They took us to the brig and never informed us of the charges. The MPs released us the following morning and to this day, I still don’t know why we had to spend that night in jail. We did nothing wrong!
My squad was guarding the perimeter of a firebase during the monsoon rain one day when I asked a medic if he had some fun pills for my nagging headache. He gave me a couple of tablets that didn’t agree with my system. When I reported back later, I had a temperature of 103 and diagnosed with malaria. Before I could crack a smile, I was on a chopper heading for the nearest hospital.
Once there, I was placed in a long barrack with an air-conditioner in every window, and a clean bed sheet. I think they were trying to lower my temperature, I nearly froze to death! It was very effective. Even though I loved a clean bed, hot food, round-eyed nurses, and movies every night, freezing all day became rather uncomfortable. When the drugs the doc gave me wore off, and my temperature returned to normal, I was given my walking papers.
On the way back to my unit, I was passing through Bien Hoa Airbase when I decided to go into the Air Force snack bar, where I ran into a high school buddy of mine. His title was Air Policeman, but all he did was sit in a tower on the air base perimeter, get stoned at night, and pull guard duty during the day. The local VC seldom did anything during the day in that part of the country. So I got a haircut, took out my earring, and became an AP. Swimming pool, tennis court, air-conditioned housing, three flavors of ice cream at dinner, movies every night, this was the life.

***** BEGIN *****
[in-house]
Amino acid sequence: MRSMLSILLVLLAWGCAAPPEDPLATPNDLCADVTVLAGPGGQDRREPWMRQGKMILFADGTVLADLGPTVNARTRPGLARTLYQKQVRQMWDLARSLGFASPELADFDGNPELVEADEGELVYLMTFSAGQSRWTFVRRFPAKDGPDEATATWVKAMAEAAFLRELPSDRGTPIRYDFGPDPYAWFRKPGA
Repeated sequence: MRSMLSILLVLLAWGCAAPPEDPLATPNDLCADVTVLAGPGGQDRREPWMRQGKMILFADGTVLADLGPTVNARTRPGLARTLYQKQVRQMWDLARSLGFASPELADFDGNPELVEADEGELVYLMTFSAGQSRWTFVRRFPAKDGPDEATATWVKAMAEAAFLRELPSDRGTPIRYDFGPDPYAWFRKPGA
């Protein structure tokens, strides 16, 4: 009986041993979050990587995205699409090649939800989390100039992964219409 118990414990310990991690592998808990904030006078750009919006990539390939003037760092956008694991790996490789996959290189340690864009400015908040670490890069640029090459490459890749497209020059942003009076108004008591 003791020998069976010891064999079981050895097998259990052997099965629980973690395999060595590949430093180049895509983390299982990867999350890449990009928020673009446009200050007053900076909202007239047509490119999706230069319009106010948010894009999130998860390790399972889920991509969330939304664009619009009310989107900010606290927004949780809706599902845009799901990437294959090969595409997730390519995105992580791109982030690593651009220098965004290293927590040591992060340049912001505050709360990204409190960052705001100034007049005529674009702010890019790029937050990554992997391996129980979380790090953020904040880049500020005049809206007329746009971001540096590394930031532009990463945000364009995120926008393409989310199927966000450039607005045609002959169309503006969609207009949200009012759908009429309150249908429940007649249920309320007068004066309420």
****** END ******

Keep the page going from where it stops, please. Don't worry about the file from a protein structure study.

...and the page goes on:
I never had smoked marijuana before I got to Vietnam, but in that situation, being stoned was a coping mechanism. In his living quarters on the airbase, my friend had a great stereo system with a high-quality set of earphones and all the music of the time.
It is the first time I’ve listened to music while stoned and found the experience to be like no other. My daily routine as an AP extraordinaire soon became a habit. I’d get stoned, put on an album, plug in the earphones, lay down, put a black sock over my eyes, crank up the volume, and come to a perfect understanding of just what the Moody Blues meant by “In Search of a Lost Cord.” Stones, Beatles, Airplane, Cream, Dylan, Doors, you name it; I fully absorbed their music during this time. It was paradise! After more than a month, I had a hunch that my unit missed me. I told my friend that I would return soon and hit the road. Needless to say, immediately upon my arrival at the base camp I was considered AWOL and sent back out to the field.
The Last Straw
During the last months of my tour in Vietnam, I started hearing about an early-out plan. If a soldier had seven months or less remaining in the service when returning to the States from an overseas tour, that soldier could extend his tour a certain amount of months and then be discharged from the Army immediately after.